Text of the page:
Interpol: eco crime ‘serious and organised’

Environmental crime such as ivory poaching and illegal logging has become “a form of serious, organised and often transnational crime”, Interpol’s executive director of police services told an international law enforcement summit.

Bernd Rossbach told the Unep- and Interpol-hosted event in Lyon, attended by representatives of 80 countries, that there was increasing evidence that eco crime was connected to other forms of serious and organised crime.

Interpol is now carrying out the largest anti-elephant ivory poaching operation ever mounted. Wildlife agents in 14 African countries have been raiding outlets and pursuing traders, in a crackdown on the multimillion pound industry. Through its Operation Worthy, as it is being called, Interpol aims to stifle the increasing demand in illegal elephant ivory, mostly from Asian countries such as China.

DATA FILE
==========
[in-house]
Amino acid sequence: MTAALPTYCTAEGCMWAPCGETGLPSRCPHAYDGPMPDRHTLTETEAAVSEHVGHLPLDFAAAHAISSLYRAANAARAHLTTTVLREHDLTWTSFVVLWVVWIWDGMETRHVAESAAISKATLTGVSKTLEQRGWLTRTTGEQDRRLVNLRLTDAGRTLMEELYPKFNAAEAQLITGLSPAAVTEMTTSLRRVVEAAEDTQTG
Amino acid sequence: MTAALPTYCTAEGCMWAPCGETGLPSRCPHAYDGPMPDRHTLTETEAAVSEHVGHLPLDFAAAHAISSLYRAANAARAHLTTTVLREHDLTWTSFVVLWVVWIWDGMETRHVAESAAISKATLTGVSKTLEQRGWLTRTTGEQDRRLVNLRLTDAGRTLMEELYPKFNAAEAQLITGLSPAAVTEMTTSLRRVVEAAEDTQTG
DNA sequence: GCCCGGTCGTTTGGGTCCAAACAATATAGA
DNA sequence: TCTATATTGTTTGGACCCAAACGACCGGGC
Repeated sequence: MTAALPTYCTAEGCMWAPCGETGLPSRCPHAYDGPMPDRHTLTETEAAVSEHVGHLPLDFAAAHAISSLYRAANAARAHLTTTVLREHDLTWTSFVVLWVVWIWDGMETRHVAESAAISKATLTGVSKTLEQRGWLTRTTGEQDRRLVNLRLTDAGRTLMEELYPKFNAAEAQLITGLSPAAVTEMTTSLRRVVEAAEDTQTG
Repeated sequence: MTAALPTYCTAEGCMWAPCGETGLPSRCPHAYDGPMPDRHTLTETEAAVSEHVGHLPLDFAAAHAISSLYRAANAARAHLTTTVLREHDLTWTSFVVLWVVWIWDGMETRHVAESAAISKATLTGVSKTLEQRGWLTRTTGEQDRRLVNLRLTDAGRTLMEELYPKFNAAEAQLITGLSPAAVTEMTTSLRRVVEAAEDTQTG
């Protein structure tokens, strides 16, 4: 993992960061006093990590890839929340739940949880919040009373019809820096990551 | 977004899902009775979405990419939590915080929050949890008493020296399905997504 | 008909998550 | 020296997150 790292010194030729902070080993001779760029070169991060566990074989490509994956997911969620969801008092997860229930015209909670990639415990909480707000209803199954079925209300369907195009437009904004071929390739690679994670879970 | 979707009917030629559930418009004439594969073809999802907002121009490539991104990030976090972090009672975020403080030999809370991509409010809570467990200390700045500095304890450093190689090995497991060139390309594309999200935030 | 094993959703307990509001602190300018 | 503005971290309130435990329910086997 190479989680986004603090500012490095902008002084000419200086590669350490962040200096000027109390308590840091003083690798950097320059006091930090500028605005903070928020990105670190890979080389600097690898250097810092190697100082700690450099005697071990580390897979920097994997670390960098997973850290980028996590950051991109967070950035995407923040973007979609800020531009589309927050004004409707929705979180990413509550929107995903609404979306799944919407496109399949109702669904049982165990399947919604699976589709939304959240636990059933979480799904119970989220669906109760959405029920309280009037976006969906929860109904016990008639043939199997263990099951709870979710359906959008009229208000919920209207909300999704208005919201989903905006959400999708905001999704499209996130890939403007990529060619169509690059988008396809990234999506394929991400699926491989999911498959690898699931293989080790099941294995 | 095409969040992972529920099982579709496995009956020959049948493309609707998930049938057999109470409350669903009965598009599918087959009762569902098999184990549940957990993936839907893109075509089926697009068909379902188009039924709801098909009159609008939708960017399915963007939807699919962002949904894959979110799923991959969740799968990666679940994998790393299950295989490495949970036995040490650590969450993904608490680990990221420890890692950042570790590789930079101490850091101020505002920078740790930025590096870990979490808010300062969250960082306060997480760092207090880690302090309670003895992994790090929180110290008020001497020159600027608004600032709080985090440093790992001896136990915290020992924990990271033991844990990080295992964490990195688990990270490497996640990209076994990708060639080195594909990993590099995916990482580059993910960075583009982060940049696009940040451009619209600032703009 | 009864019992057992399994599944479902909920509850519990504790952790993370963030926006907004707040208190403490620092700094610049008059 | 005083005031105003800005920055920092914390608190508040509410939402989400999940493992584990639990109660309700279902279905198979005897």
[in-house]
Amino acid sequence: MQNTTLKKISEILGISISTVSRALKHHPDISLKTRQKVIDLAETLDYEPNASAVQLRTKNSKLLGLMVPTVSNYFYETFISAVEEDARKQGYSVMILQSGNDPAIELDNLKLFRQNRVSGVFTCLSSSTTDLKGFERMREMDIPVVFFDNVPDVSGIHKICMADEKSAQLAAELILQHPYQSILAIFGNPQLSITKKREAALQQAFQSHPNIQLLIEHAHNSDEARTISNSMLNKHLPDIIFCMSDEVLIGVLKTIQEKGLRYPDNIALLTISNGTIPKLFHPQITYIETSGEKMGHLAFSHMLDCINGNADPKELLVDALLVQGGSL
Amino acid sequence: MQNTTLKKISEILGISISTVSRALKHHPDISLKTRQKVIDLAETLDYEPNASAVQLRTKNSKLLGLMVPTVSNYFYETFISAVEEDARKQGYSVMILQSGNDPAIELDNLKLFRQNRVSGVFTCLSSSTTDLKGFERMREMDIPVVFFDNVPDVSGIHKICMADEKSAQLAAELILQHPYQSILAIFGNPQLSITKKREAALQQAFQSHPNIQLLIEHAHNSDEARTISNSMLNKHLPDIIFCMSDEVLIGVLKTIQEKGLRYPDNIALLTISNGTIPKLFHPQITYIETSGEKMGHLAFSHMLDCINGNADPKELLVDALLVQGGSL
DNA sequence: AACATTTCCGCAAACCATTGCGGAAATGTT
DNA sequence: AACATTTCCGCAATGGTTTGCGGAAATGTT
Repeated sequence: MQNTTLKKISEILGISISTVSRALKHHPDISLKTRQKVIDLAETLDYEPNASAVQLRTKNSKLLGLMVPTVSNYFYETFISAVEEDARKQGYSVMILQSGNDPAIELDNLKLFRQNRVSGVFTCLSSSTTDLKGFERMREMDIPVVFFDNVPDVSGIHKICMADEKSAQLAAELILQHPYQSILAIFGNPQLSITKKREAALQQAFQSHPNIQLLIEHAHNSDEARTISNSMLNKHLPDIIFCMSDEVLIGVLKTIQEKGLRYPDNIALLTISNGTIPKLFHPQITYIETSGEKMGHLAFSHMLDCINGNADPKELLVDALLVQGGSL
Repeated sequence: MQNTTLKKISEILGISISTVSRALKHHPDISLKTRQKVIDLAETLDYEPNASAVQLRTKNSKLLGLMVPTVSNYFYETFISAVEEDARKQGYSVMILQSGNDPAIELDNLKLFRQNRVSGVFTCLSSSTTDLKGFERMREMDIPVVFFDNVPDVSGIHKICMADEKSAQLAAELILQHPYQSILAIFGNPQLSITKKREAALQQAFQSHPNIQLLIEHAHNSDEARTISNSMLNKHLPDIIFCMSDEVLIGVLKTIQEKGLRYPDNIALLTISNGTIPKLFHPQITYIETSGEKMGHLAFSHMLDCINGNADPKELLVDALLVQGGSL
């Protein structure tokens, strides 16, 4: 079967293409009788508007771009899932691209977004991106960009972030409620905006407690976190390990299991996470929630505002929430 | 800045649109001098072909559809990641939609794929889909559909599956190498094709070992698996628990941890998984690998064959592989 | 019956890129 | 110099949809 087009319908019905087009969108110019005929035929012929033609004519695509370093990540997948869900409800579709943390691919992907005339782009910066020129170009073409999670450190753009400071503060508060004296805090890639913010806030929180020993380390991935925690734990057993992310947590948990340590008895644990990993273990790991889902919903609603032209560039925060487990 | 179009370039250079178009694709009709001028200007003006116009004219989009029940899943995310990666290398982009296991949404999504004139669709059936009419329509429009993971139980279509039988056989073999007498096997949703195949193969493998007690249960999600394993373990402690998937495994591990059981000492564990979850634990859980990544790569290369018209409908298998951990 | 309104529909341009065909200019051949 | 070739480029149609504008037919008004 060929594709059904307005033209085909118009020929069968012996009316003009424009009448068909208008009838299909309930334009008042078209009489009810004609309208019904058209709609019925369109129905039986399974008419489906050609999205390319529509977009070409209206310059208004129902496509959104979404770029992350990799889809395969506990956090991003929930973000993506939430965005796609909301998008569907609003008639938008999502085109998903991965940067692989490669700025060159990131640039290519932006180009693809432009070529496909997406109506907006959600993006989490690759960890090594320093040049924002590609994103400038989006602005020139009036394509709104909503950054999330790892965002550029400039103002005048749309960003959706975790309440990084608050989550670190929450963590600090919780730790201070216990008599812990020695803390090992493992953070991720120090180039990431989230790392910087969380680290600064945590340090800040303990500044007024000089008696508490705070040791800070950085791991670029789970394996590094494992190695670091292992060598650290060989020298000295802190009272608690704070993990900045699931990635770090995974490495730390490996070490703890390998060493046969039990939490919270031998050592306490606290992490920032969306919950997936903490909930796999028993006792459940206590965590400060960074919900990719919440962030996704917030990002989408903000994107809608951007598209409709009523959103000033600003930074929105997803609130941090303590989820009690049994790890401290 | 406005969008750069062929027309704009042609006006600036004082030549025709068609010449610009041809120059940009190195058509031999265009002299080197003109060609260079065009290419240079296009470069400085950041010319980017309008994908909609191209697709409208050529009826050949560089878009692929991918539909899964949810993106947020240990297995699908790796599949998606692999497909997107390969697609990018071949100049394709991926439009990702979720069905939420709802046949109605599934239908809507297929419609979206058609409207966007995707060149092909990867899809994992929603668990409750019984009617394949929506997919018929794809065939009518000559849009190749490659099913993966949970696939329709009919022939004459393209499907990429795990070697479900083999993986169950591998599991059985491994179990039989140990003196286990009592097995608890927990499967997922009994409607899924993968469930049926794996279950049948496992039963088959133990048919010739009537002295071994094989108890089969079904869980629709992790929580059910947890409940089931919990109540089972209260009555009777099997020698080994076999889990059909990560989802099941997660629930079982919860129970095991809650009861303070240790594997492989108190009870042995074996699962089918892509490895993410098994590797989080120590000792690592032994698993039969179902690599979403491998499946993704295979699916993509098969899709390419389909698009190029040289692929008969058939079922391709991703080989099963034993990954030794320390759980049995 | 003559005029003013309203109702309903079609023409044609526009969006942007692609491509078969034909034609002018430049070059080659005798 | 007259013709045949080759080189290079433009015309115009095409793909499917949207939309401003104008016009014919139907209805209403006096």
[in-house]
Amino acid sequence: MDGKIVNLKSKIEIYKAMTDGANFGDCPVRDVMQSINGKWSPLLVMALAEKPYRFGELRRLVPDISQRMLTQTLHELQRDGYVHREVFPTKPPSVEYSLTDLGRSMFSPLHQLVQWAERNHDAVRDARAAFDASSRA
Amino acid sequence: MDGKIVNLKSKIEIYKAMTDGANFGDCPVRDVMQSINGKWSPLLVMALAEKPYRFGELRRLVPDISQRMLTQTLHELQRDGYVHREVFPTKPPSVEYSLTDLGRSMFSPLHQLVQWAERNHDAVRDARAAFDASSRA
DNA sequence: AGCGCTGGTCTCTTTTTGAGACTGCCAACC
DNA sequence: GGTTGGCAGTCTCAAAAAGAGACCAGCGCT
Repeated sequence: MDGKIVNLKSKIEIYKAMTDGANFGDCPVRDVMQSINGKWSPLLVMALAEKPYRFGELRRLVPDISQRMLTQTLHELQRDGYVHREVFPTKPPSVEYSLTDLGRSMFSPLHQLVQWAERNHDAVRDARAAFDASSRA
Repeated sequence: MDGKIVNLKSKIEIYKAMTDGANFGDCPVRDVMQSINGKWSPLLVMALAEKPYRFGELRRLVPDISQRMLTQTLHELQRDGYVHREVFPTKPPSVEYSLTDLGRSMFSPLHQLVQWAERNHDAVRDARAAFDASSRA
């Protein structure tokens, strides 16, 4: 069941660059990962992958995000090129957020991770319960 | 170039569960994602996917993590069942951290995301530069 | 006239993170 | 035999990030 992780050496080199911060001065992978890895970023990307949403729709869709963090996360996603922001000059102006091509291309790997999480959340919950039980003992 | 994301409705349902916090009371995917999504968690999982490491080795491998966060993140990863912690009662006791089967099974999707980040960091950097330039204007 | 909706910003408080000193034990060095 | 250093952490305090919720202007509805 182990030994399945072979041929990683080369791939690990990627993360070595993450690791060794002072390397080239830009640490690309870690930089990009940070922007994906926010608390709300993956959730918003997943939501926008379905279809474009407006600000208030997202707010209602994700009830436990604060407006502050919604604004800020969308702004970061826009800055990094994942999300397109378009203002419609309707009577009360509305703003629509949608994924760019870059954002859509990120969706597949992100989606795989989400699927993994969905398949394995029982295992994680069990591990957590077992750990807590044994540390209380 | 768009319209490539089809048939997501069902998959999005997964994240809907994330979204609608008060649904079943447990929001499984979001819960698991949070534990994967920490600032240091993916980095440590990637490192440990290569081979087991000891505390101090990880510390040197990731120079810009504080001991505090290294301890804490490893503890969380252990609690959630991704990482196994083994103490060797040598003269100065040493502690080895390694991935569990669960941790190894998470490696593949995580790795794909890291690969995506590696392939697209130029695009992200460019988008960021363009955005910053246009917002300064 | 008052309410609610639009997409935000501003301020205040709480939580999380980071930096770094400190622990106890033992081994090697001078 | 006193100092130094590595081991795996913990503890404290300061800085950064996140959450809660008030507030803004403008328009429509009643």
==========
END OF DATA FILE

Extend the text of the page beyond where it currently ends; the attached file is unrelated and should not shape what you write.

The meeting stressed the need for stronger enforcement and intelligence-led pursuit of high-level wildlife traffickers. The environmental crime summit also discussed the problem of illegal wildlife trade over the internet, and called for more action to be taken to ban internet trading in endangered species.

Read the complete article on the site of The Guardian

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